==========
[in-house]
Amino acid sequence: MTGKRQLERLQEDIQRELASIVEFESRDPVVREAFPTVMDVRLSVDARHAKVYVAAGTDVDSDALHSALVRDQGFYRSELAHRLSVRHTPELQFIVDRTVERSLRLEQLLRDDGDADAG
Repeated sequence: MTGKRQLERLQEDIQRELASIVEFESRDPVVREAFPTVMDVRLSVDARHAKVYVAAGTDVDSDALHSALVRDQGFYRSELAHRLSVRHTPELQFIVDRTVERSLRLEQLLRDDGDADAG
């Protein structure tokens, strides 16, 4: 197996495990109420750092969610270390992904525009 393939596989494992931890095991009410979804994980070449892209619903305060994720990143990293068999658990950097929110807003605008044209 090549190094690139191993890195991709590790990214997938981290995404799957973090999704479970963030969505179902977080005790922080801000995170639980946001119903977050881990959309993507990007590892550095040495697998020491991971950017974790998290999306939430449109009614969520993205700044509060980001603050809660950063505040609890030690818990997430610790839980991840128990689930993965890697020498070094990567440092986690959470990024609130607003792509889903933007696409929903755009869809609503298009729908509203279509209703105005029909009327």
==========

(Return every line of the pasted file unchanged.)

[in-house]
Amino acid sequence: MTGKRQLERLQEDIQRELASIVEFESRDPVVREAFPTVMDVRLSVDARHAKVYVAAGTDVDSDALHSALVRDQGFYRSELAHRLSVRHTPELQFIVDRTVERSLRLEQLLRDDGDADAG
Repeated sequence: MTGKRQLERLQEDIQRELASIVEFESRDPVVREAFPTVMDVRLSVDARHAKVYVAAGTDVDSDALHSALVRDQGFYRSELAHRLSVRHTPELQFIVDRTVERSLRLEQLLRDDGDADAG
């Protein structure tokens, strides 16, 4: 197996495990109420750092969610270390992904525009 393939596989494992931890095991009410979804994980070449892209619903305060994720990143990293068999658990950097929110807003605008044209 090549190094690139191993890195991709590790990214997938981290995404799957973090999704479970963030969505179902977080005790922080801000995170639980946001119903977050881990959309993507990007590892550095040495697998020491991971950017974790998290999306939430449109009614969520993205700044509060980001603050809660950063505040609890030690818990997430610790839980991840128990689930993965890697020498070094990567440092986690959470990024609130607003792509889903933007696409929903755009869809609503298009729908509203279509209703105005029909009327």